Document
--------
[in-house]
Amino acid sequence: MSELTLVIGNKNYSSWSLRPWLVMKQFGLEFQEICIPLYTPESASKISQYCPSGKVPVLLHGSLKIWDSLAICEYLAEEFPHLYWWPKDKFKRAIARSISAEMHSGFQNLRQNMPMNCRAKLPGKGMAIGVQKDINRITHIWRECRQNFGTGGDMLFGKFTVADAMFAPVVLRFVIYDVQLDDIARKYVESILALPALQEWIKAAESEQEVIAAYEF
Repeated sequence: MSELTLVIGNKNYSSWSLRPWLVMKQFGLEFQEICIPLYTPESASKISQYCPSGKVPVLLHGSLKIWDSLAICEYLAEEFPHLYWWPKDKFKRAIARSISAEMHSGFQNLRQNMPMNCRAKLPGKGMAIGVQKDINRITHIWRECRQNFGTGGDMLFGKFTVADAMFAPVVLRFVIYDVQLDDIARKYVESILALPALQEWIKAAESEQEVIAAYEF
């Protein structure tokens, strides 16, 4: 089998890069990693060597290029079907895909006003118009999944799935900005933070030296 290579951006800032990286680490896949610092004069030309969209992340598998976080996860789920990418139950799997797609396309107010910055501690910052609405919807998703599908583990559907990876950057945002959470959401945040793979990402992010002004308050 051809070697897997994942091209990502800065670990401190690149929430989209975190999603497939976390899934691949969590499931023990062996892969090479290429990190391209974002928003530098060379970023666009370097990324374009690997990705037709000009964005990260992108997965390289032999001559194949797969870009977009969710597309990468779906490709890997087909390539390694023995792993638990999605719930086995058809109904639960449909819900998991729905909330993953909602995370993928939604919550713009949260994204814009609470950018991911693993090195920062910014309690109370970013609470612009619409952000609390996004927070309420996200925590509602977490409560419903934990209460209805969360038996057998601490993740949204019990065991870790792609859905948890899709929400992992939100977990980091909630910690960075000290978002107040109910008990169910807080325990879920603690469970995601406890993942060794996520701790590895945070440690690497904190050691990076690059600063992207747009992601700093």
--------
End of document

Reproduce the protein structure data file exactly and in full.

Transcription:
[in-house]
Amino acid sequence: MSELTLVIGNKNYSSWSLRPWLVMKQFGLEFQEICIPLYTPESASKISQYCPSGKVPVLLHGSLKIWDSLAICEYLAEEFPHLYWWPKDKFKRAIARSISAEMHSGFQNLRQNMPMNCRAKLPGKGMAIGVQKDINRITHIWRECRQNFGTGGDMLFGKFTVADAMFAPVVLRFVIYDVQLDDIARKYVESILALPALQEWIKAAESEQEVIAAYEF
Repeated sequence: MSELTLVIGNKNYSSWSLRPWLVMKQFGLEFQEICIPLYTPESASKISQYCPSGKVPVLLHGSLKIWDSLAICEYLAEEFPHLYWWPKDKFKRAIARSISAEMHSGFQNLRQNMPMNCRAKLPGKGMAIGVQKDINRITHIWRECRQNFGTGGDMLFGKFTVADAMFAPVVLRFVIYDVQLDDIARKYVESILALPALQEWIKAAESEQEVIAAYEF
């Protein structure tokens, strides 16, 4: 089998890069990693060597290029079907895909006003118009999944799935900005933070030296 290579951006800032990286680490896949610092004069030309969209992340598998976080996860789920990418139950799997797609396309107010910055501690910052609405919807998703599908583990559907990876950057945002959470959401945040793979990402992010002004308050 051809070697897997994942091209990502800065670990401190690149929430989209975190999603497939976390899934691949969590499931023990062996892969090479290429990190391209974002928003530098060379970023666009370097990324374009690997990705037709000009964005990260992108997965390289032999001559194949797969870009977009969710597309990468779906490709890997087909390539390694023995792993638990999605719930086995058809109904639960449909819900998991729905909330993953909602995370993928939604919550713009949260994204814009609470950018991911693993090195920062910014309690109370970013609470612009619409952000609390996004927070309420996200925590509602977490409560419903934990209460209805969360038996057998601490993740949204019990065991870790792609859905948890899709929400992992939100977990980091909630910690960075000290978002107040109910008990169910807080325990879920603690469970995601406890993942060794996520701790590895945070440690690497904190050691990076690059600063992207747009992601700093």